What will happen if I knowingly help someone break their bail bond

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What will happen if I knowingly help someone break their bail bond

Can a person be held liable for knowing and
assisting some breaking bail bond

Asked on March 8, 2017 under Criminal Law, Texas

Answers:

B.H.F., Member, Texas State Bar / FreeAdvice Contributing Attorney

Answered 4 years ago | Contributor

You could be charged as a party with a couple of different offenses.  Bail jumping in Texas is a secondary offense to the primary offense.  This means that if a defendant jumps bail on a misdemeanor, then the bail jumping charge will be a second misdemeanor offense.  If the defendant jumps bail on a felony, then the bail jumping charge will be a second felony charge.  If you help someone jump bail or break their bond, then you could be charged with either a felony or misdemeanor charge....just depending on the level of the original offense.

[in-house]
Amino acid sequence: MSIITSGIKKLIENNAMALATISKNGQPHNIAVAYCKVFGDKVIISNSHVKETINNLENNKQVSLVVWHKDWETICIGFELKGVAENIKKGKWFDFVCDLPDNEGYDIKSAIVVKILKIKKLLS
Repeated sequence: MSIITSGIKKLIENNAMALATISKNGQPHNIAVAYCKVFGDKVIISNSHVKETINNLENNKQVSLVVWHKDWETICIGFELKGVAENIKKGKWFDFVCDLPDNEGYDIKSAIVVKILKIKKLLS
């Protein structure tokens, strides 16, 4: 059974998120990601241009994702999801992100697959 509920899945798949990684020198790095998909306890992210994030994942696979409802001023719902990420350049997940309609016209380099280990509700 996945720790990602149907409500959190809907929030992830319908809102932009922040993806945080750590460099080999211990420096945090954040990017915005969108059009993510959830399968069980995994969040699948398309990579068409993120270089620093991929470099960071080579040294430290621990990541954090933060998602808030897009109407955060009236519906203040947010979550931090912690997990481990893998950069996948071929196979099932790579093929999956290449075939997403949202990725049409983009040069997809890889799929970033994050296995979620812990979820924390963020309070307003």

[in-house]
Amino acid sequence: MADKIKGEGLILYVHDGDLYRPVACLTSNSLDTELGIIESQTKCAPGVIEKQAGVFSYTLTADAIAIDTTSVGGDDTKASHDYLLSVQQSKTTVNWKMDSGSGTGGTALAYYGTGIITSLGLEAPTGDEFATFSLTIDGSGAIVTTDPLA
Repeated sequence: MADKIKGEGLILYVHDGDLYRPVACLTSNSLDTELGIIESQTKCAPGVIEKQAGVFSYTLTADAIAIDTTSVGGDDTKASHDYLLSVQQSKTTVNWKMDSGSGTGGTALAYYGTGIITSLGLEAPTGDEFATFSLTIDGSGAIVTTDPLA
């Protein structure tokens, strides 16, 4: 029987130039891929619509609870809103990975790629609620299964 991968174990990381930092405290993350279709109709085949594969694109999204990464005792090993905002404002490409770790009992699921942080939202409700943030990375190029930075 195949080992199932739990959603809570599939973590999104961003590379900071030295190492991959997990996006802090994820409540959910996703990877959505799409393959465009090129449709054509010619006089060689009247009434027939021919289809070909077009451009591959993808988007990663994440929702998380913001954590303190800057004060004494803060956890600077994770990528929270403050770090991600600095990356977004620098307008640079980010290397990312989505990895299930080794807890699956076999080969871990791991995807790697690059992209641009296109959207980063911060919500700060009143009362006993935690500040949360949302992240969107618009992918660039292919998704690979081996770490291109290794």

If you help hide a defendant from apprehension, then you could also be charged with hindering.  The level of the offense will depend, again, on the level of the original charge. 
As a general rule, when ever you help someone break a judge's order, there will usually be some type of consequences.

B.H.F., Member, Texas State Bar / FreeAdvice Contributing Attorney

Answered 4 years ago | Contributor

You could be charged as a party with a couple of different offenses.  Bail jumping in Texas is a secondary offense to the primary offense.  This means that if a defendant jumps bail on a misdemeanor, then the bail jumping charge will be a second misdemeanor offense.  If the defendant jumps bail on a felony, then the bail jumping charge will be a second felony charge.  If you help someone jump bail or break their bond, then you could be charged with either a felony or misdemeanor charge....just depending on the level of the original offense. 
If you help hide a defendant from apprehension, then you could also be charged with hindering.  The level of the offense will depend, again, on the level of the original charge. 
As a general rule, when ever you help someone break a judge's order, there will usually be some type of consequences.


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